• Content Type: Special Report
  • Institution: The Global Centre for the Responsibility to Protect
  • Abstract: R2P Monitor is a bimonthly bulletin applying the atrocity prevention lens to populations at risk of mass atrocities around the world. Issue 47 looks at developments in Afghanistan, Myanmar (Burma), Syria, Yemen, Cameroon, Mali and Burkina Faso, Burundi, Central African Republic, China, Democratic Republic of the Congo, Libya, Nigeria and Venezuela.
  • Topic: Human Rights, United Nations, Responsibility to Protect (R2P), Atrocities
  • Political Geography: Afghanistan, China, Libya, Yemen, Democratic Republic of the Congo, Syria, Venezuela, Nigeria, Burundi, Mali, Myanmar, Cameroon, Central African Republic, Burkina Faso
  • Publication Date: 07-2019
  • Content Type: Special Report
  • Institution: The Global Centre for the Responsibility to Protect
  • Abstract: The 41st regular session of the Human Rights Council (HRC) was held in Geneva between 24 June and 12 July 2019. As the primary international human rights body, the Human Rights Council has the capacity to prevent and respond to mass atrocity crimes, as systematic violations and abuses of human rights can be potential indicators of genocide, war crimes, crimes against humanity or ethnic cleansing. The summary below highlights major outcomes and relevant dialogues from the 41st session as they relate to the Responsibility to Protect (R2P) populations from such crimes. As part of the session, the Netherlands and Rwanda delivered two statements on behalf of members of the Group of Friends of R2P.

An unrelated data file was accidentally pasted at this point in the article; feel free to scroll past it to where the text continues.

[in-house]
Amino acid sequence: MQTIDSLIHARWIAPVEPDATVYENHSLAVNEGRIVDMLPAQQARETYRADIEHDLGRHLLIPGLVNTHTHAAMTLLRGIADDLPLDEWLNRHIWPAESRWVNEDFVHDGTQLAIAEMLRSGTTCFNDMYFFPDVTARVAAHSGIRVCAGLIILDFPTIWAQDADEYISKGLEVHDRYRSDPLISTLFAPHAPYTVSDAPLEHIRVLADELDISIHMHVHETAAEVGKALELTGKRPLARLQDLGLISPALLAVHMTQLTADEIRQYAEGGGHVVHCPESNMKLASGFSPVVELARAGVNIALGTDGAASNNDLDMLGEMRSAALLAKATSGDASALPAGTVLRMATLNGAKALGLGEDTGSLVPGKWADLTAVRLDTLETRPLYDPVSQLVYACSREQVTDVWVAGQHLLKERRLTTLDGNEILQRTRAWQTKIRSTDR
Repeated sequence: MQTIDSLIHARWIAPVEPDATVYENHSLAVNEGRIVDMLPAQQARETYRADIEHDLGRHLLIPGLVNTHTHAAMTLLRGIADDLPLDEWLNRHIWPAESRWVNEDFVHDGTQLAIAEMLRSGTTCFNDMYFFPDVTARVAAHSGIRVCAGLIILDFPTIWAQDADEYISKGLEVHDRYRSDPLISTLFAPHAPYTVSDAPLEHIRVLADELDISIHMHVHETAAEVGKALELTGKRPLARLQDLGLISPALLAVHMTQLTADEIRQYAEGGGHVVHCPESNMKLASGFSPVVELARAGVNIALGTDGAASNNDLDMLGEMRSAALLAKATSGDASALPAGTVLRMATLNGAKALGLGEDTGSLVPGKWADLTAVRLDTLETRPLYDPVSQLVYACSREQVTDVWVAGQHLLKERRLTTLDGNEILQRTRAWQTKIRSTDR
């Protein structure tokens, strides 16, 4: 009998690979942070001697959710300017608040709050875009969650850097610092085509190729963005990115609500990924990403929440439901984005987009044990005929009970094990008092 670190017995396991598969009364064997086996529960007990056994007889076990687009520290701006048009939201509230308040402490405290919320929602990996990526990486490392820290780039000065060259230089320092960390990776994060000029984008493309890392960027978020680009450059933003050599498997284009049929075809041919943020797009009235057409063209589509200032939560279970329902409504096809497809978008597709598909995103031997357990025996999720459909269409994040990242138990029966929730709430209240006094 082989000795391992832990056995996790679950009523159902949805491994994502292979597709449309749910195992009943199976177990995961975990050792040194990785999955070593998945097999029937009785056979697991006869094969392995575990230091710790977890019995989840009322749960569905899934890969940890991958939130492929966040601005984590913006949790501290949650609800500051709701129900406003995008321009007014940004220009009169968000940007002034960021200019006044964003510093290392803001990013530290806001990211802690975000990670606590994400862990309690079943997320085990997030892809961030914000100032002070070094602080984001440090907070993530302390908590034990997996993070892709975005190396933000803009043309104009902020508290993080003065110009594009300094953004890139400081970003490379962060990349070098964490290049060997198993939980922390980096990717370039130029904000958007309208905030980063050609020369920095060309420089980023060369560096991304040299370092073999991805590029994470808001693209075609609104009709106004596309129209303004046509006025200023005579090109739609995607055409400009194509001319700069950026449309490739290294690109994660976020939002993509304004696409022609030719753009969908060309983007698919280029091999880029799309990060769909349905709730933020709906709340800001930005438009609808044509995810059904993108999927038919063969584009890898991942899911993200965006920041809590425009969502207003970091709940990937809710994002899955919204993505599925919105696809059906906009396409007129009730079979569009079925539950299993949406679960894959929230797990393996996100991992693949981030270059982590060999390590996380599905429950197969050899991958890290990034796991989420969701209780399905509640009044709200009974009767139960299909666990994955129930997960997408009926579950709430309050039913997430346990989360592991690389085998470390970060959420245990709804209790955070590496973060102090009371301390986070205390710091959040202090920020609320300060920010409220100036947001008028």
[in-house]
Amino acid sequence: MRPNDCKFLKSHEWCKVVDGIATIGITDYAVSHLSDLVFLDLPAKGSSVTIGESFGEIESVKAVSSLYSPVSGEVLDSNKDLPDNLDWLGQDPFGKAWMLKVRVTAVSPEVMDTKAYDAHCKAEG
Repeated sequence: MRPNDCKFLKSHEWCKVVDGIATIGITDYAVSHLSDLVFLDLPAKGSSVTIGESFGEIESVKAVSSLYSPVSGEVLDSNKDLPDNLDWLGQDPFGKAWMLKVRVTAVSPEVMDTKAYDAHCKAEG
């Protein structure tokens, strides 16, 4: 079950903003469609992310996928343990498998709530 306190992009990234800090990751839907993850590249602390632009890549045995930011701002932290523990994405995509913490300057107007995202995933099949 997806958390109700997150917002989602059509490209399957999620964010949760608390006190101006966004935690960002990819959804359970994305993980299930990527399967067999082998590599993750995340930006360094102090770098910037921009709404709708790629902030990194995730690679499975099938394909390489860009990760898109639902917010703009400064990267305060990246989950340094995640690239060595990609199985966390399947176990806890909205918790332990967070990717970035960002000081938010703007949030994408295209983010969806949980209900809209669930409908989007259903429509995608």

• Topic: Human Rights, International Law, Responsibility to Protect (R2P), Atrocities, UN Human Rights Council (HRC)
  • Political Geography: Philippines, Democratic Republic of the Congo, United Nations, Syria, Netherlands, Rwanda, Eritrea
  • Publication Date: 07-2019